Science in a sandwich: boffins create 'the perfect bacon buttie' formula

UK - Scientists at Leeds University have come up with a formula to create the perfect bacon buttie – and now they’re challenging Britain’s bacon buttie fans to put the findings to the test!
calendar icon 16 April 2007
clock icon 4 minute read

With eight out of 10 Brits agreeing that the bacon buttie is a quintessential part of their culture, the formula is sure to cause a stir all over the country. Everything from how to measure the crunchiness in decibels right down to the force required by your teeth to chew the bacon was measured in the research, which was commissioned by Danish Bacon.

Here comes the science…
Top of the list according to the bacon boffins, are the two ‘C’s - crispiness and crunchiness. The research revealed that, ideally, the ‘crunching’ sound made when you tuck in to those crispy rashers should measure 0.5 decibels when eaten, and they should break when 0.4 Newtons of force is applied through chewing.

The butties were tested using a high-tech computer that measures food texture, while taste panels consisting of 50 eager volunteers judged the butties for taste, texture and flavour. Further consumer group research by Danish Bacon confirmed that the formula is a clear favourite with bacon fans – over 60 per cent gave the bacon butties prepared using the new equation the ‘thumbs up’.

The ‘perfect’ bacon buttie – a step-by-step guide

  • Cut two slices of white farmhouse bread (one to two centimetres thick)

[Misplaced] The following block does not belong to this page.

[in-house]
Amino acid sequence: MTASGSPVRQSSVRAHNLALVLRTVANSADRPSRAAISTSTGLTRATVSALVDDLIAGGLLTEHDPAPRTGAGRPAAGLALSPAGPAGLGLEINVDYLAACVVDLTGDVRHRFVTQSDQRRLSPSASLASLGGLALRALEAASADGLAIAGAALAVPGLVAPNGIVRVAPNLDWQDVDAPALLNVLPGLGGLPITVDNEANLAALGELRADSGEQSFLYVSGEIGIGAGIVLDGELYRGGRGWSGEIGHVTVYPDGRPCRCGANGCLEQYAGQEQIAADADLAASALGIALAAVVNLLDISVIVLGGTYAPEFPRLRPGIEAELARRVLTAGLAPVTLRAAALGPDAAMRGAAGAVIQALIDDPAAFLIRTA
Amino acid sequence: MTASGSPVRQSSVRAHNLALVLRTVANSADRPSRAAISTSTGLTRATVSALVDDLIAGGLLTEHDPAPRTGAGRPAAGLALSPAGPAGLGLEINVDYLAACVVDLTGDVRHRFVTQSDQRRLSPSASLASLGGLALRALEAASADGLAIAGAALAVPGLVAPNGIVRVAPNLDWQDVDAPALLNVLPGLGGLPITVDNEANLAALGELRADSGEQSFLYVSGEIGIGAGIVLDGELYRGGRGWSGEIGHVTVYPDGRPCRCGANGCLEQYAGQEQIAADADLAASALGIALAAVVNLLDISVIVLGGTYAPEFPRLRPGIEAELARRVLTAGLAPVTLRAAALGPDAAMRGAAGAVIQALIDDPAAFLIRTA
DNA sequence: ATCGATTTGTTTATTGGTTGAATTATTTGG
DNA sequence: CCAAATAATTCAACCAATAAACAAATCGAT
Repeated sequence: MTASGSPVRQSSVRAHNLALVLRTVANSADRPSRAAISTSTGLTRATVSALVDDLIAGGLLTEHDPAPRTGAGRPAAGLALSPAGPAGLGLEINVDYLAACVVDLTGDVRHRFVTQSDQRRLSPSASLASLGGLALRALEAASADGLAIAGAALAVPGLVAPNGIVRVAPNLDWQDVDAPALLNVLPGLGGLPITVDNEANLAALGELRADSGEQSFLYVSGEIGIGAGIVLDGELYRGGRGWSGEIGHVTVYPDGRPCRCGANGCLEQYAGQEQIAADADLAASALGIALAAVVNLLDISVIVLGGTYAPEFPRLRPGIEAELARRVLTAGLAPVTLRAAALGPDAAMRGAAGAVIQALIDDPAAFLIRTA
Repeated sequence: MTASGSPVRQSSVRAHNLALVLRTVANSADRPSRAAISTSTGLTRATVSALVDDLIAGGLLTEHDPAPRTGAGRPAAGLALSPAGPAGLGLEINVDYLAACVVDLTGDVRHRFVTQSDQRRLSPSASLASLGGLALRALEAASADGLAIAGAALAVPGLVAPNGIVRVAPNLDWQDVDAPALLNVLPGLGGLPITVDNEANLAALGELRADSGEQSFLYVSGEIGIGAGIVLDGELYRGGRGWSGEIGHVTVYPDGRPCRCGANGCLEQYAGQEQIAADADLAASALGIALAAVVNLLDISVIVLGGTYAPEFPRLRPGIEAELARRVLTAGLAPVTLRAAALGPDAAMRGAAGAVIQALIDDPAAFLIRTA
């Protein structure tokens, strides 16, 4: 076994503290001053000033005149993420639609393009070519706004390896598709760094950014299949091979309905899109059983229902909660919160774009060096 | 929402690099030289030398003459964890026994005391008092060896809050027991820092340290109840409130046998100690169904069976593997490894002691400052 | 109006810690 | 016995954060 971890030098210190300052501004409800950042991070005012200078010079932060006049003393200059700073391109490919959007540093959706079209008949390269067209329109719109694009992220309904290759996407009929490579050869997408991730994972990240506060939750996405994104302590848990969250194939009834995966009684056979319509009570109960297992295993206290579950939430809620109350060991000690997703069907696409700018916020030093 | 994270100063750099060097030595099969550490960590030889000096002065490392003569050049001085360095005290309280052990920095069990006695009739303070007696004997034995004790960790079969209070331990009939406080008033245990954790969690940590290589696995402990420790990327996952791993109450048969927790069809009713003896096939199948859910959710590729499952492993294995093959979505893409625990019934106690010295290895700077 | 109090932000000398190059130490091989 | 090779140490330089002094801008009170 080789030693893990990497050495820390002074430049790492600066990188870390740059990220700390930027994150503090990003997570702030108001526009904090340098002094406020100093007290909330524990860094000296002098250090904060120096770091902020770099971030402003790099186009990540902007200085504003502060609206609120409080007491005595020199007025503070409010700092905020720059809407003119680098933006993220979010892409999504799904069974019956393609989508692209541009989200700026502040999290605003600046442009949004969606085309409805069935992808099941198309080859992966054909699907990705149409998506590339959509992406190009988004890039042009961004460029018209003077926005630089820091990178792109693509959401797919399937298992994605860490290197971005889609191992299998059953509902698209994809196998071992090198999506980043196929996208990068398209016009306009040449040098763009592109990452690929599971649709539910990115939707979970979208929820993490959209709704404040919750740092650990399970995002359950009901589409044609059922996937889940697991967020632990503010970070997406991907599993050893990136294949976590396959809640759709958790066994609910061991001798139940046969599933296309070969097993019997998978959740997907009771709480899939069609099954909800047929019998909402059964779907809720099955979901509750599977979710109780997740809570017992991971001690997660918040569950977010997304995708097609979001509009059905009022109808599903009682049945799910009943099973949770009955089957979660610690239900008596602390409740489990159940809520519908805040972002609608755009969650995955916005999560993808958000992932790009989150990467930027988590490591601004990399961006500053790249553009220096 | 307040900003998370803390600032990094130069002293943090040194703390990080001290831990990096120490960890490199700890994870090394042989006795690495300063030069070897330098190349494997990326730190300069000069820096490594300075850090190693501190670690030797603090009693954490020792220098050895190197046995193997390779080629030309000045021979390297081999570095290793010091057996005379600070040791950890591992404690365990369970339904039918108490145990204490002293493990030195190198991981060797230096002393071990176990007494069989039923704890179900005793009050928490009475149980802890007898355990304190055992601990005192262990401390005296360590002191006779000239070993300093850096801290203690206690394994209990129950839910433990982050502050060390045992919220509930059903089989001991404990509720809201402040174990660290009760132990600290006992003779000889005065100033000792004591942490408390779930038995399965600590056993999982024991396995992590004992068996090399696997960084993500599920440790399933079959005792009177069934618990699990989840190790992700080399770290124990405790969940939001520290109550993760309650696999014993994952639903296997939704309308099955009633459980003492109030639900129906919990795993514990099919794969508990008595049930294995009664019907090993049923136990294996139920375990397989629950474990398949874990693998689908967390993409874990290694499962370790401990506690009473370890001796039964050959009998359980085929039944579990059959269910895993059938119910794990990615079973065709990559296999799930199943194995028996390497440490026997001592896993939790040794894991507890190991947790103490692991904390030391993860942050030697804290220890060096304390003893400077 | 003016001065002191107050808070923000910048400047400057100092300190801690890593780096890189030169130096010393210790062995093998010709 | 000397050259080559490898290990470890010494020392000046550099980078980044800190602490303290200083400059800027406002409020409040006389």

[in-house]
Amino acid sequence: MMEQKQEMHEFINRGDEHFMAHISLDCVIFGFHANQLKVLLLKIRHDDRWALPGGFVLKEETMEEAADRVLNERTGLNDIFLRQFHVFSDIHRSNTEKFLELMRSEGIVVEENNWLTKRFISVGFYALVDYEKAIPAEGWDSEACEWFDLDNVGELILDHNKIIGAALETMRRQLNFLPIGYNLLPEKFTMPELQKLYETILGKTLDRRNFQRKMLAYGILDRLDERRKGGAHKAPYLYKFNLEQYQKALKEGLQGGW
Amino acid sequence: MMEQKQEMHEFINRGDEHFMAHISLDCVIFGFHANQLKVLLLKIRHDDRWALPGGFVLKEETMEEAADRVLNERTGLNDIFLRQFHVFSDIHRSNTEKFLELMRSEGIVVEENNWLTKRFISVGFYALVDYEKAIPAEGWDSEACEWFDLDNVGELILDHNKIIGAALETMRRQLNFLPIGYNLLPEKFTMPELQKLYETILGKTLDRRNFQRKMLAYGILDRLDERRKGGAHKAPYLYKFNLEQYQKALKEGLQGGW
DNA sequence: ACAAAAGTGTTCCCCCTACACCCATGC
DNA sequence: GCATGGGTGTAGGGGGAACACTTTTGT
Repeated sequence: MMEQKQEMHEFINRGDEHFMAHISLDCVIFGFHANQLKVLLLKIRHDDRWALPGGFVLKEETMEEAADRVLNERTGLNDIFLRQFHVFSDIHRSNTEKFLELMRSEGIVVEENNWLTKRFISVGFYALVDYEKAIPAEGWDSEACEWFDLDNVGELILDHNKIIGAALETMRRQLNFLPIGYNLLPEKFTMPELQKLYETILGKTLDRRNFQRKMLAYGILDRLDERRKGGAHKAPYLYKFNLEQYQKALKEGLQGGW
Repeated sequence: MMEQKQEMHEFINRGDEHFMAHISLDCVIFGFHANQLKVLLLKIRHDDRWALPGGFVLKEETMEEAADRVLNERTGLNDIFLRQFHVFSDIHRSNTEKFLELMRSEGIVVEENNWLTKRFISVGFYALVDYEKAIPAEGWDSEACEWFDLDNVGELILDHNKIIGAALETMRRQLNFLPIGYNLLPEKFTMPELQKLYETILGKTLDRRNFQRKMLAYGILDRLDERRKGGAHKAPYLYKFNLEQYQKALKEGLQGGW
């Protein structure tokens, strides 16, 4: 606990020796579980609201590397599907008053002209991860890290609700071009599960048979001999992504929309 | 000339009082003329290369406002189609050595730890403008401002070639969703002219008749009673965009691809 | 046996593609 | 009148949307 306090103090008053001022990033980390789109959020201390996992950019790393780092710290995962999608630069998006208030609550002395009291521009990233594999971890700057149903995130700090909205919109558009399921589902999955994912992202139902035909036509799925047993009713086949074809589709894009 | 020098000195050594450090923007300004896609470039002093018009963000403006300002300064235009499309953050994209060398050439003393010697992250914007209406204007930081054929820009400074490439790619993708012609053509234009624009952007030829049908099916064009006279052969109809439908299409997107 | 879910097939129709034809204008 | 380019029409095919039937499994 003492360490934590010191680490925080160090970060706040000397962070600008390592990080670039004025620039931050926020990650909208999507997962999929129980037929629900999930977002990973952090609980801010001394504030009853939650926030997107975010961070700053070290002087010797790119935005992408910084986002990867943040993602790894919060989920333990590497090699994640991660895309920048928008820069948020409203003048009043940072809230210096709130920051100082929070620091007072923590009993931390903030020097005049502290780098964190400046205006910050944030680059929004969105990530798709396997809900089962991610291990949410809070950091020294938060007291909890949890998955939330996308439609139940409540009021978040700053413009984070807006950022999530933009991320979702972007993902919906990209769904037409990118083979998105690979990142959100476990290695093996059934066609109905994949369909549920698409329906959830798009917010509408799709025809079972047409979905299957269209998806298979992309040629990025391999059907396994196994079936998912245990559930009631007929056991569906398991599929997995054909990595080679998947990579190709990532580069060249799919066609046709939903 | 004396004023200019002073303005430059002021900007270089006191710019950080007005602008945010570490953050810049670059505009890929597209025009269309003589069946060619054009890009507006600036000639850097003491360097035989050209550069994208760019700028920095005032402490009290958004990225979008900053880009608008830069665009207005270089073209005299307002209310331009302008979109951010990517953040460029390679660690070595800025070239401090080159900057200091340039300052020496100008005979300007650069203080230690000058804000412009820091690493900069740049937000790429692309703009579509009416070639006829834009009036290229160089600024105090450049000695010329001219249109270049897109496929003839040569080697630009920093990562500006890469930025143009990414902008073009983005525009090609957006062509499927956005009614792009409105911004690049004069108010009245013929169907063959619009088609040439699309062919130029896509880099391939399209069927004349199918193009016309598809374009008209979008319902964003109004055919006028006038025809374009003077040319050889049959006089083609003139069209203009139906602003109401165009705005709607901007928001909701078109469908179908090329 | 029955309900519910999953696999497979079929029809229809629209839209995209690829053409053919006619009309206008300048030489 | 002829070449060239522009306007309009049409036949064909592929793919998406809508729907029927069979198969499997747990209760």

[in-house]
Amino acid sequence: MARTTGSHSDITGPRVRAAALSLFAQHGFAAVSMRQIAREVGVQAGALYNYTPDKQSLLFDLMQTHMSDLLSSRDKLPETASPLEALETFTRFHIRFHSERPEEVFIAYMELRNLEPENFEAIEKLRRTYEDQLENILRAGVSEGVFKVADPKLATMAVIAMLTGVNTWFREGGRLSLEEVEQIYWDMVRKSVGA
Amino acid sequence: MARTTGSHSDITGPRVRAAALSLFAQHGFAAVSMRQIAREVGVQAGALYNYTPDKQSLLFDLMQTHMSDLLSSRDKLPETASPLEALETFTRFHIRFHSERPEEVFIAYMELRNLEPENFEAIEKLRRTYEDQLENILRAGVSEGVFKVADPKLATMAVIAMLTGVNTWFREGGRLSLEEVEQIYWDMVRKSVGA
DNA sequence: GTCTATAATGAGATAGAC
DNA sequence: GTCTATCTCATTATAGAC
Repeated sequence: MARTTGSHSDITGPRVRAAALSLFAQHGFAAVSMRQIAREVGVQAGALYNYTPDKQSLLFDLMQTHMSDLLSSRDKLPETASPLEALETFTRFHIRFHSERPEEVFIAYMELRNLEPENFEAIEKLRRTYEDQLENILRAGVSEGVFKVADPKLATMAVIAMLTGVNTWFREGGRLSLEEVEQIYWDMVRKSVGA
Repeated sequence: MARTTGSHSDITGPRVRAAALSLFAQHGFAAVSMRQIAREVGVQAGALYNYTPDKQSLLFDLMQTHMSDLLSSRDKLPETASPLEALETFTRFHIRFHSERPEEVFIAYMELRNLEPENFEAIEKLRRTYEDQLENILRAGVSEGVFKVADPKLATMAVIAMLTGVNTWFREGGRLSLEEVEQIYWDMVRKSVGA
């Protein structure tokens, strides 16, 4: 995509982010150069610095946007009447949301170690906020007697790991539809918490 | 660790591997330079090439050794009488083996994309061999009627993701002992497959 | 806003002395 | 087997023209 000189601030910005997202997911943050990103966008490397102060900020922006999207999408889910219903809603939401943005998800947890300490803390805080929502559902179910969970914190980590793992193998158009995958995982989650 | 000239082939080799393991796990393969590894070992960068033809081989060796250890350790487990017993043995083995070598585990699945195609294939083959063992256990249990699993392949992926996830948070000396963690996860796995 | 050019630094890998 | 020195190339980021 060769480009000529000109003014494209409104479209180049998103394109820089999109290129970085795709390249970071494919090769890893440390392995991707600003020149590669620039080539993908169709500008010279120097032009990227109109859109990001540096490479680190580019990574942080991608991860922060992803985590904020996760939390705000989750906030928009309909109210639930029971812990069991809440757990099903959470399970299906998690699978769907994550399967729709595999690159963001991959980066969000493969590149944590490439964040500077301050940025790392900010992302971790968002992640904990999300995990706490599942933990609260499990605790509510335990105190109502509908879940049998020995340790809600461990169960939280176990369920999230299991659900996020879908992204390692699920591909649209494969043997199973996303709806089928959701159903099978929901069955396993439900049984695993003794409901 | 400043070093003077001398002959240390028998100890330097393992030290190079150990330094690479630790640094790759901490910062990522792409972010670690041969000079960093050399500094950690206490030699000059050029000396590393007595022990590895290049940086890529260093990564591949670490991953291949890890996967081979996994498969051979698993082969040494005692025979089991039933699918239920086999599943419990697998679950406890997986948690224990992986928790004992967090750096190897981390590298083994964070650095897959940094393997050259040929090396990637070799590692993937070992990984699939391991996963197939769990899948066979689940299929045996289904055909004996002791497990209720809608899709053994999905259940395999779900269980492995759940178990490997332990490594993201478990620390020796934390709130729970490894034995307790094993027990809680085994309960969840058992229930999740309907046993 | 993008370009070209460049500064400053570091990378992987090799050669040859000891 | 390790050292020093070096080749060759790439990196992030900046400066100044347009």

• Take two or three (or more!) rashers of Danish back bacon (smoked or unsmoked – whichever is your preference)

  • Place under preheated oven grill for approximately seven minutes on high (preferably 240 degrees)

  • Turn once during cooking

  • Add sauce to taste, and enjoy!

Four scientists at the Procter Department of Food Science at Leeds University spent over 1,000 hours testing 700 variations of the traditional bacon buttie. Variants included different types and cuts of bacon (smoked, unsmoked, streaky, thick cut), cooking techniques (frying, grilling, oven cooking or microwaving), types of oil (sunflower, olive, vegetable) and a range of cooking times at different temperatures. The result is a formula detailing the exact conditions and requirements for the perfect bacon buttie!

Dr Graham Clayton, who led the research team, said: “We often think that it’s the taste and smell of bacon that consumers find most attractive. But our research proves that texture and sound is just, if not more, important. While there was much debate within our taste panels on the smoked or unsmoked decision, everyone agreed that tough or chewy bacon is a turn-off. So, if you want to cook the ‘perfect’ bacon buttie at home, our recommendation is to choose thinly sliced bacon with just enough fat, grilled in a hot oven and served with dollops of your favourite sauce.”

John Howard, Marketing Director for Danish Bacon, comments: “Nearly half of all bacon rashers bought by British consumers are now eaten in a bacon buttie. Of course people have their individual preferences, but we thought it would be interesting to see whether we could pinpoint the ultimate in bacon butties.”

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